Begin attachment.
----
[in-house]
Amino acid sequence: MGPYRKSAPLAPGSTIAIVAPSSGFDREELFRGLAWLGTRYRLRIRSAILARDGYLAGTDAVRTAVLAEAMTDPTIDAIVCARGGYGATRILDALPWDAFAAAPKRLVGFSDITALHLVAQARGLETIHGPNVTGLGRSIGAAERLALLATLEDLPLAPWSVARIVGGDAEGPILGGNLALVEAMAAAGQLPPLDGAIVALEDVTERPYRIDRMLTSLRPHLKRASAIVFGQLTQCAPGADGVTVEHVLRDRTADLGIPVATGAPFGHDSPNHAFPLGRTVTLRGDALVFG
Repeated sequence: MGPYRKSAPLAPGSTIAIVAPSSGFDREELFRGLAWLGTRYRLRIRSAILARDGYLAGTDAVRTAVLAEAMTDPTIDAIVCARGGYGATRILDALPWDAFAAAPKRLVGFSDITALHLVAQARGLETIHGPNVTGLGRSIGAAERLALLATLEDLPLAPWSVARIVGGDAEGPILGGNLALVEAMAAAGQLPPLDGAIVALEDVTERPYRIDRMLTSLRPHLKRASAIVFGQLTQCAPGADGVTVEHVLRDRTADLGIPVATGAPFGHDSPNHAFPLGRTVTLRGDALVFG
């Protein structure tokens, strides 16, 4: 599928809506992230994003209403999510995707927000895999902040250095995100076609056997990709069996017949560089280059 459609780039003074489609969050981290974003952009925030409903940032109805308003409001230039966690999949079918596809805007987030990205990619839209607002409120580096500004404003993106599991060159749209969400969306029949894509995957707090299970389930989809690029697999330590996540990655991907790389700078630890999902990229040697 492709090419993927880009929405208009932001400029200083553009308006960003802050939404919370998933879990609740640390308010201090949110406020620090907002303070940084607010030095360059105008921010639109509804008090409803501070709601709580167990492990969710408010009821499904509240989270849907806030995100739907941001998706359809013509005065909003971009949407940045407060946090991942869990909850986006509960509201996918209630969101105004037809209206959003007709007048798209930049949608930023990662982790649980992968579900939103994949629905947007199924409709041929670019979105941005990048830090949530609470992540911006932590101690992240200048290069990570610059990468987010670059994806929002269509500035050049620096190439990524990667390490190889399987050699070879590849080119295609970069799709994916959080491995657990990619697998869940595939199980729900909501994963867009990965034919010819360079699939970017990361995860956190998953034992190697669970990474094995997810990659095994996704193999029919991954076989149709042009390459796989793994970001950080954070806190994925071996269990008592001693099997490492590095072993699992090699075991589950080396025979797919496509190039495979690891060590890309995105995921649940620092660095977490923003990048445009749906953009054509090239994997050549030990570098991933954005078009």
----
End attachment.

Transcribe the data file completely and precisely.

[in-house]
Amino acid sequence: MGPYRKSAPLAPGSTIAIVAPSSGFDREELFRGLAWLGTRYRLRIRSAILARDGYLAGTDAVRTAVLAEAMTDPTIDAIVCARGGYGATRILDALPWDAFAAAPKRLVGFSDITALHLVAQARGLETIHGPNVTGLGRSIGAAERLALLATLEDLPLAPWSVARIVGGDAEGPILGGNLALVEAMAAAGQLPPLDGAIVALEDVTERPYRIDRMLTSLRPHLKRASAIVFGQLTQCAPGADGVTVEHVLRDRTADLGIPVATGAPFGHDSPNHAFPLGRTVTLRGDALVFG
Repeated sequence: MGPYRKSAPLAPGSTIAIVAPSSGFDREELFRGLAWLGTRYRLRIRSAILARDGYLAGTDAVRTAVLAEAMTDPTIDAIVCARGGYGATRILDALPWDAFAAAPKRLVGFSDITALHLVAQARGLETIHGPNVTGLGRSIGAAERLALLATLEDLPLAPWSVARIVGGDAEGPILGGNLALVEAMAAAGQLPPLDGAIVALEDVTERPYRIDRMLTSLRPHLKRASAIVFGQLTQCAPGADGVTVEHVLRDRTADLGIPVATGAPFGHDSPNHAFPLGRTVTLRGDALVFG
């Protein structure tokens, strides 16, 4: 599928809506992230994003209403999510995707927000895999902040250095995100076609056997990709069996017949560089280059 459609780039003074489609969050981290974003952009925030409903940032109805308003409001230039966690999949079918596809805007987030990205990619839209607002409120580096500004404003993106599991060159749209969400969306029949894509995957707090299970389930989809690029697999330590996540990655991907790389700078630890999902990229040697 492709090419993927880009929405208009932001400029200083553009308006960003802050939404919370998933879990609740640390308010201090949110406020620090907002303070940084607010030095360059105008921010639109509804008090409803501070709601709580167990492990969710408010009821499904509240989270849907806030995100739907941001998706359809013509005065909003971009949407940045407060946090991942869990909850986006509960509201996918209630969101105004037809209206959003007709007048798209930049949608930023990662982790649980992968579900939103994949629905947007199924409709041929670019979105941005990048830090949530609470992540911006932590101690992240200048290069990570610059990468987010670059994806929002269509500035050049620096190439990524990667390490190889399987050699070879590849080119295609970069799709994916959080491995657990990619697998869940595939199980729900909501994963867009990965034919010819360079699939970017990361995860956190998953034992190697669970990474094995997810990659095994996704193999029919991954076989149709042009390459796989793994970001950080954070806190994925071996269990008592001693099997490492590095072993699992090699075991589950080396025979797919496509190039495979690891060590890309995105995921649940620092660095977490923003990048445009749906953009054509090239994997050549030990570098991933954005078009």